Glasses could prevent motion sickness in self-driving cars
A new patent has been filed, which if it becomes a reality in the future could help to prevent motion sickness in self-driving cars.
Never mind festooning a self-driving car in lights and other devices to fend off motion sickness, you may very well just have to put on a pair of glasses.
University of Michigan researchers have patented a system that uses glasses or a headset to prevent a disconnect between your sense of motion and what you see.
We have all experienced it, when we look down, for example, while reading in a car, we can experience motion sickness.
The Science behind the concept is to have a set of sequentially activated light pipes that imitate the movement of the autonomous vehicle in your peripheral view, giving your body a frame of reference while freeing you to check your phone or reading a book without getting sick.
Unless a solution is found, motion sickness will be a real problem in self-driving cars as people will naturally not be focused on driving or the road and will most likely be doing other tasks which mean their eyes will be diverted from the road ahead.
The new technologies will counter motion sickness by stimulating your senses as the car moves, distracting your brain. Scientists have contemplated light bars and screens which could signal the car's intentions, giving your mind a chance to prepare for that upcoming turn.
They have also looked at the idea that your seat could twist in response to turns, or vibrate during braking. It could even blast you with air at varying directions and speeds to provide continuous stimulation that takes your attention away from the car's pitching and bobbing.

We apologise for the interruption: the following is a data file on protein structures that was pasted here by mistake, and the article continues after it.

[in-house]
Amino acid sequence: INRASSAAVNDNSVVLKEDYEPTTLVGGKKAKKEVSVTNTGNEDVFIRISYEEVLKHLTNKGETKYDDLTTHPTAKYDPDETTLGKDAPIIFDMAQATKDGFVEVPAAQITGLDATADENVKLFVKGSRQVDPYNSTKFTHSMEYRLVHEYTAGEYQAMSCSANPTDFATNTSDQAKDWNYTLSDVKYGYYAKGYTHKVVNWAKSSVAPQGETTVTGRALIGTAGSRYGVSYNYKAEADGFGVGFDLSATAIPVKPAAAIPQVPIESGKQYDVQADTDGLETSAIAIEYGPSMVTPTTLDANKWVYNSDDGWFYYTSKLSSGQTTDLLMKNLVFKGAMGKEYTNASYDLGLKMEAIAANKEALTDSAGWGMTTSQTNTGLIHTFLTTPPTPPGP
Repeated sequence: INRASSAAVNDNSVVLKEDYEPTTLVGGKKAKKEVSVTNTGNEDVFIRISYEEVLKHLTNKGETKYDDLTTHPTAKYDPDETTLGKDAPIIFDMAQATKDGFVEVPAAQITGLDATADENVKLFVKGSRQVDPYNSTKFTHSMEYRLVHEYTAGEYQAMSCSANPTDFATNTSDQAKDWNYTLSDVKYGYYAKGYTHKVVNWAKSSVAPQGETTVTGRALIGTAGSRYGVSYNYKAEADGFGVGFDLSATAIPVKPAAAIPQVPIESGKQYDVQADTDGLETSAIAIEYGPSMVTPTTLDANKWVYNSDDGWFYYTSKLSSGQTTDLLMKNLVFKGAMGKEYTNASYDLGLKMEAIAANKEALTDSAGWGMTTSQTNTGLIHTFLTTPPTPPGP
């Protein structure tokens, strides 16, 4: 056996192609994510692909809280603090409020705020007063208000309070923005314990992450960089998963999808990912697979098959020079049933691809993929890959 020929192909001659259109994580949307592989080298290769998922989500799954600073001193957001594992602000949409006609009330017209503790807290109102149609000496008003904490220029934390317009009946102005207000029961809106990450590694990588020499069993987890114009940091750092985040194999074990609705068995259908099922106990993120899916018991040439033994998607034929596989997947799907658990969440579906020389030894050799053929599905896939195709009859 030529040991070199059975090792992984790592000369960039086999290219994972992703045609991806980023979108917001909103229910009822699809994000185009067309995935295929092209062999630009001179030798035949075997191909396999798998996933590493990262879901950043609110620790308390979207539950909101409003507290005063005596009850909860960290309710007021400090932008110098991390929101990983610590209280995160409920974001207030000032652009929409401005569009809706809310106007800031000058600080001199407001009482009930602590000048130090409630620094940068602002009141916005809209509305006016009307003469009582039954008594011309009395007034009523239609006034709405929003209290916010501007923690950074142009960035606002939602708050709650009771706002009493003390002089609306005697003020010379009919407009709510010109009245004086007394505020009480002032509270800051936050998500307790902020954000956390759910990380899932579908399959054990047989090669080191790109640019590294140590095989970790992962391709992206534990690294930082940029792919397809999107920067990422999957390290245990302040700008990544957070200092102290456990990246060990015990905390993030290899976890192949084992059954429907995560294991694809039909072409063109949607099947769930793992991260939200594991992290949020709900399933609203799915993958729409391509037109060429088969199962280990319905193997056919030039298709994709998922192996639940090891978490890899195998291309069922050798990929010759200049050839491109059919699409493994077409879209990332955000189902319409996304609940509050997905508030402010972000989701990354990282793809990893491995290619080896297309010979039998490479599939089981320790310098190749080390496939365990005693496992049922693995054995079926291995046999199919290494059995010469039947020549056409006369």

The ride-sharing company, Uber believe that this technology could be embedded into the car itself. One of their recent patent applications for a similar concept relied on sensory input that demanded non-wearable gear and was more about signalling intentions and offering distractions than mimicking the car itself.
At the moment, real-world application of the systems are not guaranteed as it's just a patent at this time, but they're planning to contact automakers and suppliers to turn this into a real product for counteracting motion sickness.
Research at the The University of Michigan has revealed that roughly half of adults get queasy just by reading a book as a passenger even more still, could feel sick in driverless cars. If the technology is going to get mainstream adoption, especially in designs that have people facing backwards, inventions like this might be vital.
Justin Kavanagh is a recognised leader in automotive intelligence and vehicle data supply to the entire motor industry. He has almost 20 years experience in building systems from the ground up. As the Managing Director of Vehicle Management System, he understands the need and importance of trustworthy and reliable vehicle history and advice to both the trade and the public.
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